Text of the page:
A Jackson County judge has awarded $120 million in damages to the victim of Joseph T. Mackey, a former Scoutmaster and physician who inflicted years of sexual abuse while the victim was a boy under his care and supervision.
Mackey, 45, of Lee’s Summit, pleaded guilty to sexual assault last month and is in jail awaiting sentencing.
Circuit Judge Jack Grate ruled in the victim’s civil lawsuit Thursday that Mackey’s abuse was “outrageous by reason of evil motive and/or was committed with reckless indifference to the rights of others.”
Grate awarded $20 million in compensatory damages for the psychological harm Mackey caused and $100 million in punitive damages to “punish defendant and to deter defendant and others from sexually abusing minors.”
Randall Rhodes, the attorney for the victim, said he thought it was the biggest civil judgment in Missouri this year. But he also said it was “a conservative judgment given the facts of this case, which are beyond horrific.”
“Not only the Scouting element, but the fact that Dr. Mackey used his position as a physician and health care provider to not just do horrific things to our client but also to other kids,” Rhodes said. “I would hope it makes a difference. I would hope it resonates. But only time will tell.”
The Star left message seeking comment Friday from Mackey’s attorney, Christopher Carpenter.
Kenn Miller, Scout executive and CEO of the Boy Scouts of America’s Heart of America Council, released a statement saying the organization requires thorough screening of prospective Scout leaders and prompt mandatory reporting of any suspicions of abuse, and offers counseling to any current or former Scouts who are victims.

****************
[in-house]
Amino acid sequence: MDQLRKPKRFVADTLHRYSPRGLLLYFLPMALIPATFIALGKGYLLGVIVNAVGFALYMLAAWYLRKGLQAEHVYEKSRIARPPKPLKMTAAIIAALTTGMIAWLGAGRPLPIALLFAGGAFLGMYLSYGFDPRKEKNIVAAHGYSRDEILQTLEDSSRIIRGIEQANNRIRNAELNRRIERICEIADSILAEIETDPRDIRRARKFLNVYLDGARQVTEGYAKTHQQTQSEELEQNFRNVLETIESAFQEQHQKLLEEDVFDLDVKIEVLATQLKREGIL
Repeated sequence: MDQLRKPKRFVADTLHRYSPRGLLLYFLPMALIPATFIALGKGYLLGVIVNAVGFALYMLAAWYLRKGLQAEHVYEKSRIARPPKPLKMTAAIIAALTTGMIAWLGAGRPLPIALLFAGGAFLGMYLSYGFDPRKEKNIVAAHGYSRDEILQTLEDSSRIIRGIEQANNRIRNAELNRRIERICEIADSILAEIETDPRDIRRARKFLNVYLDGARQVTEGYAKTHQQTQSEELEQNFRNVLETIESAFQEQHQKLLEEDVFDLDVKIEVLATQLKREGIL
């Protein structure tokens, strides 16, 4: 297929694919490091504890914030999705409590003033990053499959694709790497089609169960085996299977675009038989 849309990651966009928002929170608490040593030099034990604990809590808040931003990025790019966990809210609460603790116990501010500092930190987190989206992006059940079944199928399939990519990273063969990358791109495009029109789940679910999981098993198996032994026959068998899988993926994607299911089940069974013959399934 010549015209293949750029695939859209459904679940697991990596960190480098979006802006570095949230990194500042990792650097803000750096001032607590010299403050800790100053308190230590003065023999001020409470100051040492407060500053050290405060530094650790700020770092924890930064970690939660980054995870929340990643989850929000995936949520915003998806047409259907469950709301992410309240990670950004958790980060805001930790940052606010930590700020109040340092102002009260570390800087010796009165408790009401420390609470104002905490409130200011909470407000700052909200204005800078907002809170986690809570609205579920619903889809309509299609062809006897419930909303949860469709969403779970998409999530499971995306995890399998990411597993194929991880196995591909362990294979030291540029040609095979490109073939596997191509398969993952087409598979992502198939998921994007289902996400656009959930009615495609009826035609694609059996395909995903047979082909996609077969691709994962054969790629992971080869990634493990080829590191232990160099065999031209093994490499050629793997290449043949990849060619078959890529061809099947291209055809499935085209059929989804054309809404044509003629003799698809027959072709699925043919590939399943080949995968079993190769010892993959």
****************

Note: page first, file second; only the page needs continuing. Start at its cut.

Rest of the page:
“The behavior included in these allegations is abhorrent and runs counter to everything for which the Boy Scouts of America stands,” Miller said of the Mackey case. “Upon learning of reports against this individual in 2011, we took immediate action to remove him and prohibit him from any future participation in our programs.”
Grate’s judgment outstrips a $100 million ruling earlier this year against Jackson County Boy Scout leader Alan Scott Bradshaw, who allegedly sexually abused the victim in that case 2,000 times. Rhodes also represented that victim.
The suit against Mackey alleged that he repeatedly abused the victim sexually, including rape and sodomy, at Mackey’s house, at Mackey’s medical practice in Blue Springs, and before, during and after Boy Scout events, sometimes at facilities owned and operated by the Scouts.
According to Grate’s ruling, Mackey denied the allegations but offered no specific defense, instead choosing to invoke his Fifth Amendment right to avoid self-incrimination.
Rhodes said Mackey’s victim, who is now 32, “amicably resolved claims” against the Scouts that were previously part of the suit. But he said more litigation is coming to determine whether his client can recover damages from Mackey’s medical liability insurance policy and insurance policies carried by the Scouts.
Rhodes said he has no other clients planning to sue Mackey.
“But it wouldn’t surprise me if there weren’t more suits in the future,” Rhodes said.
When Mackey was charged in 2015, investigators said they had spoken to others who said he had abused them.
For more than 10 years, Mackey volunteered with the Kansas City area’s Heart of America Council of Boy Scouts, serving as a leader of Troop 42 in Jackson County, as the council’s medical director and also a member of the council’s executive board.
Scouting officials severed ties with Mackey in 2011 after receiving a report of alleged misconduct, according to the council.
He lost his medical license in 2013.
Mackey also volunteered as team doctor for Blue Springs High School and Blue Springs South High School. But Mackey did not travel with teams and voluntarily withdrew from those activities in 2011, a district spokeswoman said when he was charged.